Take the 2-minute tour ×
Stack Overflow is a question and answer site for professional and enthusiast programmers. It's 100% free, no registration required.

Twitter's REST API returns a in_reply_to_status_id value for tweet statuses, yet the Search API does not.

What puzzles me is, if you search using the http://search.twitter.com/ webpage directly, tweets that are in reply to another tweet contain a "Show Conversation" link, but when searching using the API directly, there doesn't seem to be any data suggesting that a conversation exists (with JSON, at least).

How does this search page know which tweets are part of a conversation, and what would be the best way to emulate this behaviour (JSON preferred) in a rate-friendly way? I imagine I would have to do additional calls or something...?

share|improve this question

4 Answers 4

up vote 2 down vote accepted

Just check the JSON field "to_user", which contains screen_name of the @replied person. If its null, you can assume its not a reply. You could also check, if the tweet string starts with a @username, which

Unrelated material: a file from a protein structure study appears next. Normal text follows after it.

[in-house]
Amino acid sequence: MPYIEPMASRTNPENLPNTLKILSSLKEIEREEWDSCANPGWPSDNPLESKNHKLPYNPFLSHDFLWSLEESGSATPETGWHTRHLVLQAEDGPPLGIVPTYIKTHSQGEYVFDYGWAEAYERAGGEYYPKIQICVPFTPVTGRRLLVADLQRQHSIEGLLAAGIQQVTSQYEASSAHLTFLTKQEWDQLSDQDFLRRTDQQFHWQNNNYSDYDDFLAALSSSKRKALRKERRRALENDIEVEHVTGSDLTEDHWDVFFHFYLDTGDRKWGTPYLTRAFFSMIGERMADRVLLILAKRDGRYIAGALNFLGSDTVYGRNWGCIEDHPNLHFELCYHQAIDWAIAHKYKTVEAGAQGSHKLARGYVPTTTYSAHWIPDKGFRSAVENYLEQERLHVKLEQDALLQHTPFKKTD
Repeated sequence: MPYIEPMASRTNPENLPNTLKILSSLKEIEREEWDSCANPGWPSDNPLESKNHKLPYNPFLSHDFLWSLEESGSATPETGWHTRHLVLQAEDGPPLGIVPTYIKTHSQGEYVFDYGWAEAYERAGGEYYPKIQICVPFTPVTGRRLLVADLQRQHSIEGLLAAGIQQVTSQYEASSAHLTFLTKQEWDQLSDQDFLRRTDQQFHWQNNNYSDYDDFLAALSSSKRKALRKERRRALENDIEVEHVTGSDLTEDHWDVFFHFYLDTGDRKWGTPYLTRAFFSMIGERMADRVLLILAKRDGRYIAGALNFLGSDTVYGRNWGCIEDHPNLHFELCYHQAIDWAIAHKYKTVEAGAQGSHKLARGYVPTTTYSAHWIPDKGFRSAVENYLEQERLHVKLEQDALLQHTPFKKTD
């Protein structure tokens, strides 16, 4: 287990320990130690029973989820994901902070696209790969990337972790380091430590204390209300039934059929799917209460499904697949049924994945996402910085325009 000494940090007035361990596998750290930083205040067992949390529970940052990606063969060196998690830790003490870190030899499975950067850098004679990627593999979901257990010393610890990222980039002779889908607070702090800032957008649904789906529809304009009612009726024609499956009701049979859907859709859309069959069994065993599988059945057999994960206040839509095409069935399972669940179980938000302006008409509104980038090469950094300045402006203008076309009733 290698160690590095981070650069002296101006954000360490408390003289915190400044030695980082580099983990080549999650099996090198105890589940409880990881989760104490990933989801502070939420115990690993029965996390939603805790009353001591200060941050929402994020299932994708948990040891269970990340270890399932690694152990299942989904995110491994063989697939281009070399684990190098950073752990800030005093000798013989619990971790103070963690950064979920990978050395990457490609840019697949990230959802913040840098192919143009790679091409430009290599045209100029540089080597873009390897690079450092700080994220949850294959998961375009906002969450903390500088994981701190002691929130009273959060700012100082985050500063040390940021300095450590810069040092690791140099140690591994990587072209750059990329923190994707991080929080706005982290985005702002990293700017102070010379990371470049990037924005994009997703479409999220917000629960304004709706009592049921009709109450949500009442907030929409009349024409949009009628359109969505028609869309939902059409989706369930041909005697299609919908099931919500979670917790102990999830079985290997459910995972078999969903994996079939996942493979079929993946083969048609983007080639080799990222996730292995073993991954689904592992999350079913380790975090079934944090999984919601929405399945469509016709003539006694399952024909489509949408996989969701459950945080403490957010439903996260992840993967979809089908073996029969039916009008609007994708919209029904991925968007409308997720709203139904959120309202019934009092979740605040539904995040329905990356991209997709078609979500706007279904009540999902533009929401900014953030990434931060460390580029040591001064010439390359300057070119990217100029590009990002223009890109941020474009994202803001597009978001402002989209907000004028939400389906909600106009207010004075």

http://search.twitter.com/search.json?q=%40aplusk

share|improve this answer

related_results is officially dead along with the v1 API. It appears official Twitter apps use a call to /1.1/conversation/show.json?id=___ as mentioned here https://dev.twitter.com/discussions/17647 however it appears to be blocked from non-Twitter clients.

share|improve this answer

When you use the search.twitter.com, look for a field name in_reply_to_status_id This contains the original status_id to which this tweet was a reply. Next, there is a currently unsupported/undocument api call to get the whole conversation:

https://api.twitter.com/1/related_results/show/169145505824256000.json?include_entities=1

The value (169145505824256000) is the status_id you want to retrieve the conversation for.

share|improve this answer

An update on this as I was just faced with the same problem. The Twitter v1.1 API should now return valid in_reply_to_status_id values. But the unsupported v1 related_results has now gone forever.

You can see information about this, and some suggestions about using the streaming API, at https://dev.twitter.com/discussions/11292

share|improve this answer

Your Answer

 
discard

By posting your answer, you agree to the privacy policy and terms of service.

Not the answer you're looking for? Browse other questions tagged or ask your own question.